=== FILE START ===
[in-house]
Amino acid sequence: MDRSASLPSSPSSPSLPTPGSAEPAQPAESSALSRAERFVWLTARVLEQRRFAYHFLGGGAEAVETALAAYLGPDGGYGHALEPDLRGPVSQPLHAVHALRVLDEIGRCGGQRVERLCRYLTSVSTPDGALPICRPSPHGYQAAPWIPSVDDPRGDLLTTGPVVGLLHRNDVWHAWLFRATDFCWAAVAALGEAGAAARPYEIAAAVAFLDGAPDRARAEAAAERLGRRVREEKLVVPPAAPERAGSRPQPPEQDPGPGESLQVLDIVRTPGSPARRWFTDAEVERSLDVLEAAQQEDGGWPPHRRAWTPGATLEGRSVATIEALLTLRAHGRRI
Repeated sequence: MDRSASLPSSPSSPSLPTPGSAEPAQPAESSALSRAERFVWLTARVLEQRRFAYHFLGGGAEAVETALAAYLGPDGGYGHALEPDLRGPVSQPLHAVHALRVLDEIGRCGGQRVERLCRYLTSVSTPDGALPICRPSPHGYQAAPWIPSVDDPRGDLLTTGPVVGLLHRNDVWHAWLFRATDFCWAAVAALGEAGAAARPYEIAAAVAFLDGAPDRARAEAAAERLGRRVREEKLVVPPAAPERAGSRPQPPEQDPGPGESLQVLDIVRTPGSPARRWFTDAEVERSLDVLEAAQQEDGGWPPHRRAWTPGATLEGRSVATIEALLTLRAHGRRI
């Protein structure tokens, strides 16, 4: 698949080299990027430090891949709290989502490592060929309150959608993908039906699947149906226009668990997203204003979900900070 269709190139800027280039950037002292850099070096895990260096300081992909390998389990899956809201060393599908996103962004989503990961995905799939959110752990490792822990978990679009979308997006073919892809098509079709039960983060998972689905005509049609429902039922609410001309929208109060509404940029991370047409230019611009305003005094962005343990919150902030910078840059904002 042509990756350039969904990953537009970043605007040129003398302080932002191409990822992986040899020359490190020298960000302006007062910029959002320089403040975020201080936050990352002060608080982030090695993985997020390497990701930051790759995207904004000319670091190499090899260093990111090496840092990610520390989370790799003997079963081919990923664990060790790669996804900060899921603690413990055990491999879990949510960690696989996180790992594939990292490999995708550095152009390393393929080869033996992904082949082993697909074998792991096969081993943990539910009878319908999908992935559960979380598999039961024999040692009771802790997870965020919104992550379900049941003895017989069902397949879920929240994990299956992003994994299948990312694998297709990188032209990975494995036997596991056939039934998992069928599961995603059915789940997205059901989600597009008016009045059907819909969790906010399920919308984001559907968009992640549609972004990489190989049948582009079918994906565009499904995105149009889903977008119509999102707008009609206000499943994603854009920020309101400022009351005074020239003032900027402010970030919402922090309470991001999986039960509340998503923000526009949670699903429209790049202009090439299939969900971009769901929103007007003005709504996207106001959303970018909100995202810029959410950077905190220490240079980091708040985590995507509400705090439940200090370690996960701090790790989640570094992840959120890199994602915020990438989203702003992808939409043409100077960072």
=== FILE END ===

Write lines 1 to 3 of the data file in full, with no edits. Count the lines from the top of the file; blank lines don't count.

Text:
[in-house]
Amino acid sequence: MDRSASLPSSPSSPSLPTPGSAEPAQPAESSALSRAERFVWLTARVLEQRRFAYHFLGGGAEAVETALAAYLGPDGGYGHALEPDLRGPVSQPLHAVHALRVLDEIGRCGGQRVERLCRYLTSVSTPDGALPICRPSPHGYQAAPWIPSVDDPRGDLLTTGPVVGLLHRNDVWHAWLFRATDFCWAAVAALGEAGAAARPYEIAAAVAFLDGAPDRARAEAAAERLGRRVREEKLVVPPAAPERAGSRPQPPEQDPGPGESLQVLDIVRTPGSPARRWFTDAEVERSLDVLEAAQQEDGGWPPHRRAWTPGATLEGRSVATIEALLTLRAHGRRI
Repeated sequence: MDRSASLPSSPSSPSLPTPGSAEPAQPAESSALSRAERFVWLTARVLEQRRFAYHFLGGGAEAVETALAAYLGPDGGYGHALEPDLRGPVSQPLHAVHALRVLDEIGRCGGQRVERLCRYLTSVSTPDGALPICRPSPHGYQAAPWIPSVDDPRGDLLTTGPVVGLLHRNDVWHAWLFRATDFCWAAVAALGEAGAAARPYEIAAAVAFLDGAPDRARAEAAAERLGRRVREEKLVVPPAAPERAGSRPQPPEQDPGPGESLQVLDIVRTPGSPARRWFTDAEVERSLDVLEAAQQEDGGWPPHRRAWTPGATLEGRSVATIEALLTLRAHGRRI